Bitesize Review – CineMagic: Hollywood Adventure


Platform: iOS
Developer: Bandai Namco Entertainment America
Genre: Puzzle / Match 3
Price: Free
Release Date: 9th July 2015

It takes a strong hand to deliver a match 3 game that feels unique, and harder still to compete in the vast wasteland of free to play offerings. I’ll openly admit to approaching CineMagic (originally called CineMazing during its soft launch) expecting to delete it after bumping against multiple paywalls and derivative gameplay. Instead, I’ve been dipping into it nearly daily for the last two months.

The core gameplay is a decided break from the expected, while you’re still matching coloured shapes and aiming to create combos or connections of more than three, there’s an enormously entertaining goal that involves mechanics I’ve not encountered before.

As you play, you’ll draw cards representing facets of a movie: actors, sets, roles, scenes and advertising. Each costs a set number of tokens from their own colour pool and they all possess certain strengths in different genres. You’ll want to aim for the strongest pairings in a single (or sometimes a double) genre.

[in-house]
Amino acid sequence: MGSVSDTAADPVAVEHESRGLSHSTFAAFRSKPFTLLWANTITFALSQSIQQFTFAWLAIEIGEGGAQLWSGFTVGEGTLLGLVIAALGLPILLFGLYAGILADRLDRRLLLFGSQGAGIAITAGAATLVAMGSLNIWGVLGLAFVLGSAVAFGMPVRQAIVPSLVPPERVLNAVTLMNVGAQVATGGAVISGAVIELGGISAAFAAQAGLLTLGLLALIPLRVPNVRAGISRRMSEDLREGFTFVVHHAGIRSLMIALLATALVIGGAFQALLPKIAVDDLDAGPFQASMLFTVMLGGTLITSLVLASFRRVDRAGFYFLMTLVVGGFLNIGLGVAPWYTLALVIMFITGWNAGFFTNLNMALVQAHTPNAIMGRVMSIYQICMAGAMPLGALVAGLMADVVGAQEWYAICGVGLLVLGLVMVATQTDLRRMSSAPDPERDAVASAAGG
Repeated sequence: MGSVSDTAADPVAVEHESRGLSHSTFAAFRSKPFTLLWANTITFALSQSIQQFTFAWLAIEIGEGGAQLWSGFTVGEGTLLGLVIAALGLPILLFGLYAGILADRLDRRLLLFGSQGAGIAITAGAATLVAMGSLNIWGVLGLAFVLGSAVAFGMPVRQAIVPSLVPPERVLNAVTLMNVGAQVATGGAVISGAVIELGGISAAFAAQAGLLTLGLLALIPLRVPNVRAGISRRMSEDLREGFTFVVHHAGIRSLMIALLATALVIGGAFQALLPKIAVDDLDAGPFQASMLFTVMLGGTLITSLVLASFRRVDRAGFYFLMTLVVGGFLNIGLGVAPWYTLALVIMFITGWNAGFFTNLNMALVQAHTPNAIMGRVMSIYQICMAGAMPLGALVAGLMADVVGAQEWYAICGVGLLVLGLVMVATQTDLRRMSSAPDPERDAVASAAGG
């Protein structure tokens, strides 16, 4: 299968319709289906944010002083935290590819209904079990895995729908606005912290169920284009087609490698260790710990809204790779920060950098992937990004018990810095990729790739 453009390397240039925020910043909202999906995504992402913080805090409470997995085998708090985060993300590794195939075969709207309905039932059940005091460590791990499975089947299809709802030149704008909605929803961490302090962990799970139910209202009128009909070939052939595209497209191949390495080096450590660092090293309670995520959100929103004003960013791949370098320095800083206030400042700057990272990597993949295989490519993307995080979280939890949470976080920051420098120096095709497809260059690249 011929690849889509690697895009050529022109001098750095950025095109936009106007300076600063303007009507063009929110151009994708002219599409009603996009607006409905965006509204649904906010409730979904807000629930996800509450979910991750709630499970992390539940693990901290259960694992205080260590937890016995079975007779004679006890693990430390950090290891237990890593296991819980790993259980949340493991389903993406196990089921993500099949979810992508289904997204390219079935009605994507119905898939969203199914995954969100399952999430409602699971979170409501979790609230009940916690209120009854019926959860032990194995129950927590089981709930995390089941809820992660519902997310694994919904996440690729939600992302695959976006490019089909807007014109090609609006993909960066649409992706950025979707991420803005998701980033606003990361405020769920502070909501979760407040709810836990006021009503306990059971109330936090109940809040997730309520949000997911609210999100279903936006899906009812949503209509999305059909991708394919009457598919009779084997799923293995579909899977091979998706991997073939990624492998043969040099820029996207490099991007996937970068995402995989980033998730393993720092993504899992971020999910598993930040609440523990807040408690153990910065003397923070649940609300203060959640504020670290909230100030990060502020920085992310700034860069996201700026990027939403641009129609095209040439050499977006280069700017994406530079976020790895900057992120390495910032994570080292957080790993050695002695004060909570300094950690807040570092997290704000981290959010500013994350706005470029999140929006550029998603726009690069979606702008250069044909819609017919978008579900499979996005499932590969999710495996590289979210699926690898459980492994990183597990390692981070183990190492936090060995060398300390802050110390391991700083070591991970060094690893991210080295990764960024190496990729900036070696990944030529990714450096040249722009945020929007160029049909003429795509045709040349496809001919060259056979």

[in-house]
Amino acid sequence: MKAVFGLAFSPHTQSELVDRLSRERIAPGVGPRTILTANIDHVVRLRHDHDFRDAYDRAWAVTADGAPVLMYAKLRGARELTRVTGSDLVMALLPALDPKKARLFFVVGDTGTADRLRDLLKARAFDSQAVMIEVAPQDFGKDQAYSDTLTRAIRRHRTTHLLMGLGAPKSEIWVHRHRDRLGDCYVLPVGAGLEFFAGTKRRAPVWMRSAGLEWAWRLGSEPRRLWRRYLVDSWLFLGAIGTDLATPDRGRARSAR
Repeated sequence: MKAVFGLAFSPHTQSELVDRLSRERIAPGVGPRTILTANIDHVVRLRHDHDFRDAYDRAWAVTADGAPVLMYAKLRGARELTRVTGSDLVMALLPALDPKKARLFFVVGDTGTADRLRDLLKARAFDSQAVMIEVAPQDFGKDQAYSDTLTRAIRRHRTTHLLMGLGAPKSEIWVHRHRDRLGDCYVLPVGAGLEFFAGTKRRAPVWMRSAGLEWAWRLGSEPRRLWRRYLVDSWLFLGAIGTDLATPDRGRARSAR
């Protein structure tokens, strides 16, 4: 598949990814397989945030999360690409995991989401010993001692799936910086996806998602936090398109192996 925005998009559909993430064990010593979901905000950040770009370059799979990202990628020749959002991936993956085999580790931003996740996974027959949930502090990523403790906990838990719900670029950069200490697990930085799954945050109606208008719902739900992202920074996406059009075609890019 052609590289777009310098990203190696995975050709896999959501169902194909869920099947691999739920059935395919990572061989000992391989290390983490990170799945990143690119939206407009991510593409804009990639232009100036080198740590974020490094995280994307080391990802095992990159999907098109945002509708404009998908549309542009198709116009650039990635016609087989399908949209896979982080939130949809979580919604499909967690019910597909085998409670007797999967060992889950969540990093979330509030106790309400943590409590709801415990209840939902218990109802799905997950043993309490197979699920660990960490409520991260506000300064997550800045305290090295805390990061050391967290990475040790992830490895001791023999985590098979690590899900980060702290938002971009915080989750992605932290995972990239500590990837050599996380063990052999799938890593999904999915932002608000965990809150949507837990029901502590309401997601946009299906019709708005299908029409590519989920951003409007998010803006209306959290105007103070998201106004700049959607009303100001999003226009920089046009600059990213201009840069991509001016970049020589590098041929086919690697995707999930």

Progress unlocks a larger deck, whilst coins earned can be used to upgrade existing cards. It’s a bizarre amalgamation of Bejeweled and the two-a-penny freemium card battlers; it shouldn’t work on paper, but it comes together magnificently.

Part of that success is surely down to the payment model. You can purchase the currency that unlocks new cards, apparently. The thing is, I’ve never even looked at the IAP screen. Progress is such a gentle incline that you’re never pressured into spending. With no energy system or ads, it’s a simple matter to grind a few quick levels if you struggle.

It’s not without faults, as the app is prone to crashing in most long sessions. I’ve witnessed cards be impossible to upgrade due to a supposed internet connection error and some Cinebits are blank, freezing the game when viewed. These are all hiccups that can be corrected with some care and attention and while I wouldn’t normally hold out a huge amount of hope, the app has already improved incredibly during the soft launch.

CineMagic is genuinely hilarious, and even once those laughs wear out, there’s an addictive and compelling casual adventure that never stops rewarding you for progress. I can’t fault it for the price, and I can easily forgive lost progress when the writing is so intelligent and the creativity so obvious.

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